A higher number of siblings seems to protect the younger children against wheezing and eczema but no similar effect was observed in the older group. In contrast, family size was not associated with the risk for rhinoconjuctivitis in the younger group, but increased the risk by 40% in the older group. Most epidemiological studies reported an inverse association between number of siblings and eczema, asthma and more consistently with hay fever [24, 25]. However, Matheson et al.  showed that number of siblings were important predictors only for the development of early onset allergic rhinitis (<7 years of age) but not for later onset allergic rhinitis perhaps explaining the lack of inverse associations in the older children.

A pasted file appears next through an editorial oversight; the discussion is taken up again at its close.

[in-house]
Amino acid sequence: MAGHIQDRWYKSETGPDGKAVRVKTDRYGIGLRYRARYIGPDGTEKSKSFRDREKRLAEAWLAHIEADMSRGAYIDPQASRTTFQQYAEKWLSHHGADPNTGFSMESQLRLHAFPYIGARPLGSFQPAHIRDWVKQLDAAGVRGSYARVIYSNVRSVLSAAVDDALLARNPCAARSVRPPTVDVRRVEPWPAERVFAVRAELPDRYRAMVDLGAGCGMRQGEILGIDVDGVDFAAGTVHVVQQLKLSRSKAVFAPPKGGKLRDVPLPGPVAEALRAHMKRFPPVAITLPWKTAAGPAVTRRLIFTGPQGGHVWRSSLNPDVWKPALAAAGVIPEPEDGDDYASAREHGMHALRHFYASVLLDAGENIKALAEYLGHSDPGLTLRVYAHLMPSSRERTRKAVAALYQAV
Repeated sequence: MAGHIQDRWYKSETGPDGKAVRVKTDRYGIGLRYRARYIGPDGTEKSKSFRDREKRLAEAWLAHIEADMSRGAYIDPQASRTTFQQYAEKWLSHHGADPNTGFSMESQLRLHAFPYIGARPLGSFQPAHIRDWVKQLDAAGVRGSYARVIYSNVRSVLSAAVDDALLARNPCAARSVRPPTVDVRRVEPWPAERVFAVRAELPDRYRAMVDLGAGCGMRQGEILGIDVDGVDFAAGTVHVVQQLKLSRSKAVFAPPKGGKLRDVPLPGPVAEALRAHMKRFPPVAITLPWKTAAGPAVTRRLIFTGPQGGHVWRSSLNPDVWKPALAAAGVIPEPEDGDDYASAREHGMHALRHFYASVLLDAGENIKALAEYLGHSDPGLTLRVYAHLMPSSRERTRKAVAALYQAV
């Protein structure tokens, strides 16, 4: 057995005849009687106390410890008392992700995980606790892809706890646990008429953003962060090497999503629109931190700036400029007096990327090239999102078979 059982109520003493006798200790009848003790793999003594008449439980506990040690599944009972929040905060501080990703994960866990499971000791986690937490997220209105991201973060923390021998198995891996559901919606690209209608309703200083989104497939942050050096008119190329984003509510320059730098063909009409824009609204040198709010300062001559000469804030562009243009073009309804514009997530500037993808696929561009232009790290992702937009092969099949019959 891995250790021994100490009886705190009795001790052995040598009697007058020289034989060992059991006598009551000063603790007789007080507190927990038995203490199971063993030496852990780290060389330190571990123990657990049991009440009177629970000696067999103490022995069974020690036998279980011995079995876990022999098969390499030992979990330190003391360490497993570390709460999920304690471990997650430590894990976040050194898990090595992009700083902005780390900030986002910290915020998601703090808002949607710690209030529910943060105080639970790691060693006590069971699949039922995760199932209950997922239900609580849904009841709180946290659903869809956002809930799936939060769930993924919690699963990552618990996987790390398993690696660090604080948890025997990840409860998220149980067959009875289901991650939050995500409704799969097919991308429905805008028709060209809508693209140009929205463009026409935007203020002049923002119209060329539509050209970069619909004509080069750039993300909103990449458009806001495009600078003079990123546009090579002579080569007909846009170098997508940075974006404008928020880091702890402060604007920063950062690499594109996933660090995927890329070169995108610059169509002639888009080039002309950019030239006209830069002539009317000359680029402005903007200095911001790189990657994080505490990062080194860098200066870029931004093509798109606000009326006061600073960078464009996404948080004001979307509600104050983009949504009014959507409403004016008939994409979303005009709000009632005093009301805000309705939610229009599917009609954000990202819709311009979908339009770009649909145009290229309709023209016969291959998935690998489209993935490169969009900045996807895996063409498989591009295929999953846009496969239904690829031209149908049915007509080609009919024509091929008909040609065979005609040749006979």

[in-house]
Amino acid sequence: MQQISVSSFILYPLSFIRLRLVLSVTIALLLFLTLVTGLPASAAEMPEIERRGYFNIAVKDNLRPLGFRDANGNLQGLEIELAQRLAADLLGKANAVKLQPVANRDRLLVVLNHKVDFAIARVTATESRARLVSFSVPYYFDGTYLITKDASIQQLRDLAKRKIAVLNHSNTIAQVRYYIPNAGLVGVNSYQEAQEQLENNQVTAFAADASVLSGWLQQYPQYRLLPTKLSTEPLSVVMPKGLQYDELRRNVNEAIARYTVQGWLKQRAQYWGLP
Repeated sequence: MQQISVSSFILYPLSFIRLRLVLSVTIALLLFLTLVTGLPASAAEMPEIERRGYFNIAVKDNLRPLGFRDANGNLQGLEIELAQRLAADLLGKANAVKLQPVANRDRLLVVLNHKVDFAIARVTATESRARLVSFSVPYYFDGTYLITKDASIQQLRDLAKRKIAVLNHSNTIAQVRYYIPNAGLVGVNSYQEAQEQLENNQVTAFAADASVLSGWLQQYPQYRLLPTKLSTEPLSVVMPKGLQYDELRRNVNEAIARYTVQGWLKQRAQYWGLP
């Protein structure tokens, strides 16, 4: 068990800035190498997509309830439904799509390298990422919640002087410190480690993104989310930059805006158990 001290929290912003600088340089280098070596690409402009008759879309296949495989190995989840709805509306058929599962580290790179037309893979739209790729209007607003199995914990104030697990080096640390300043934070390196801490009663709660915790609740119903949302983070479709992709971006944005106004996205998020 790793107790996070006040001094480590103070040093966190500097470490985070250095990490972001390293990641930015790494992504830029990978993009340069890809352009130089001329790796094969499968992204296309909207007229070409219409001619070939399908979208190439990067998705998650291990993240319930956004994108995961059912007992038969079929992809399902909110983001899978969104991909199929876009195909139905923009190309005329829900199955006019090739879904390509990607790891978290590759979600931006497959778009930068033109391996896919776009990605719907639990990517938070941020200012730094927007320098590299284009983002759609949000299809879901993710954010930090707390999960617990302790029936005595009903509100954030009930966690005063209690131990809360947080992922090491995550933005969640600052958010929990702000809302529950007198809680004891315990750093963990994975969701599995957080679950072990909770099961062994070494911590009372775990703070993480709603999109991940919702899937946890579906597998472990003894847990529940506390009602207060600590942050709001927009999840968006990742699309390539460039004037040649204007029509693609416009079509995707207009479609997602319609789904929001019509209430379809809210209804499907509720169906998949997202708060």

Other hygiene hypothesis factors such as early nursery attendance and contact with farm animals at home were not associated with any allergic disorder although the latter could be attributed to the small number of families (260/10156) who kept farm animals at home. Thus, the protective effect for asthma conferred in older children residing in rural areas cannot be attributed to exposure to farm animals but it is more likely reflecting adverse environmental exposures in children residing in urban areas instead, such as high traffic-related emissions, or the generally more westernized lifestyle of the urban population. It is interesting that no similar urban–rural differences were observed in the younger age-group. A recent study by Kolokotroni et al.  showed that, at least in G/C community, there was an increase in the prevalence of wheeze and hay fever between 2000 and 2008 that occurred primarily in the rural rather than the urban areas. It is possible that environmental and lifestyle changes experienced by both communities in the past decade might have led to increasing “urbanization” of rural areas affecting primarily the younger cohort of children. Similarly, in the case of older children the prevailing environmental and lifestyle factors in the rural areas during the first years of their life might have had a protective effect that is extended until adolescence.